LAWS 2601 T - Public International Law

Examination of the role of law in contemporary international relations. Nature, history and sources of international law; international personality of states; status of international organizations and individuals; creation and effect of international obligations; importance and functions of law in the settlement of international disputes.
Precludes additional credit for LAWS 3603 (no longer offered).
Prerequisite(s): 1.0 credit from LAWS 1001, LAWS 1002, PSCI 1100, PSCI 1200, or PAPM 1000 [1.0].

This course provides an interdisciplinary introduction to public international law, and some of the key principles, theories and institutions associated with the international legal system. It addresses core topics such as the nature, sources and subjects of international law, and examines important contemporary legal challenges such as the use of force by states and the international criminal court. Throughout the lectures, the role and limits of international law in international relations will be discussed from a legal, political and historical perspective. Practice problems and short video clips will also be employed to help students critically analyze and apply what they are learning to the real world of foreign affairs. Respectful and thoughtful class discussion will be encouraged throughout the term.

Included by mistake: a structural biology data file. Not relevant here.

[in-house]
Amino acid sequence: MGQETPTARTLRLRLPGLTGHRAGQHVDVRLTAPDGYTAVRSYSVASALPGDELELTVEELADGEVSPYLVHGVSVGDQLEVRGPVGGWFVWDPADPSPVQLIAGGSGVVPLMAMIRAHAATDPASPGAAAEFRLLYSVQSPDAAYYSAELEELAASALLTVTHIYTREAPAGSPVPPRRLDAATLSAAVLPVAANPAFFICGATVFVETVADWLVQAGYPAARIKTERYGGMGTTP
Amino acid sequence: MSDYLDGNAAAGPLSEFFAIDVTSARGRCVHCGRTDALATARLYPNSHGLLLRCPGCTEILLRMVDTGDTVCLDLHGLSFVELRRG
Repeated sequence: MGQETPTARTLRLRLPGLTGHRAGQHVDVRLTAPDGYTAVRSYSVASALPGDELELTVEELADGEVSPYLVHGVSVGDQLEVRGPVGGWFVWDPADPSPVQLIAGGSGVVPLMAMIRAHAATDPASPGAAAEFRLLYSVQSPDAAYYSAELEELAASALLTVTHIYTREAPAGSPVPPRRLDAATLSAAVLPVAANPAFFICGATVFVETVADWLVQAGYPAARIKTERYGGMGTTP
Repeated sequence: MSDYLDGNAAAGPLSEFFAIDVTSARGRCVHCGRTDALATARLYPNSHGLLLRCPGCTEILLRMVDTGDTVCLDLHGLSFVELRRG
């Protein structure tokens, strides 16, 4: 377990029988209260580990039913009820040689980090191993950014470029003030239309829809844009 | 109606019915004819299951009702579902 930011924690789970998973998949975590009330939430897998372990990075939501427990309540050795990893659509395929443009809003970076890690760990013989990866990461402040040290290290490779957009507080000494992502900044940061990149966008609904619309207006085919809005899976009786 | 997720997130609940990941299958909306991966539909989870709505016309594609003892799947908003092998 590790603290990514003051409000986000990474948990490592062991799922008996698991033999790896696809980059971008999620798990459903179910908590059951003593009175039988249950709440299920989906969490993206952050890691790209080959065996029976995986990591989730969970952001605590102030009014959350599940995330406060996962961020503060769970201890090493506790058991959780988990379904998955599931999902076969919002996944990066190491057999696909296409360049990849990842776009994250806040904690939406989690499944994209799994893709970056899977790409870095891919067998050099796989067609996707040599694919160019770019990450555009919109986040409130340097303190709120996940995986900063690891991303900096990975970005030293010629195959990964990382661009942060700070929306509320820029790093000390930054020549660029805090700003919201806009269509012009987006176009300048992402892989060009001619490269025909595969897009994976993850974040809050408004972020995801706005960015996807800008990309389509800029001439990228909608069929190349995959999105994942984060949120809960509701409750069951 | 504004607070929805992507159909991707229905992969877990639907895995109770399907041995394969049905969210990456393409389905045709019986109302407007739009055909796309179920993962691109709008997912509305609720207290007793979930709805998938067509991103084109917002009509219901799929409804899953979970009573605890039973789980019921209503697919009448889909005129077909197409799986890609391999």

CRN for section T: 33651

CRN for section TOD (optional Video On Demand service): 33652

In-class lecture time & location:
Wednesdays, 11:35am to 2:25pm, 624 SA

Instructor: Sean Richmond

Sean Richmond

About the instructor: Sean Richmond is a Canadian lawyer and academic who researches, teaches and advises in the areas of international law and international relations. He joined the Department of Law and Legal Studies at Carleton University in July 2018, where he teaches international law, criminal law, and constitutional law. Prior to this position, Sean was the Special Advisor to Canada's Legal Adviser at the Department of Foreign Affairs, and a Legal Officer in the United Nations, Human Rights and Humanitarian Law Section. He also taught at Carleton's Norman Paterson School of International Affairs.

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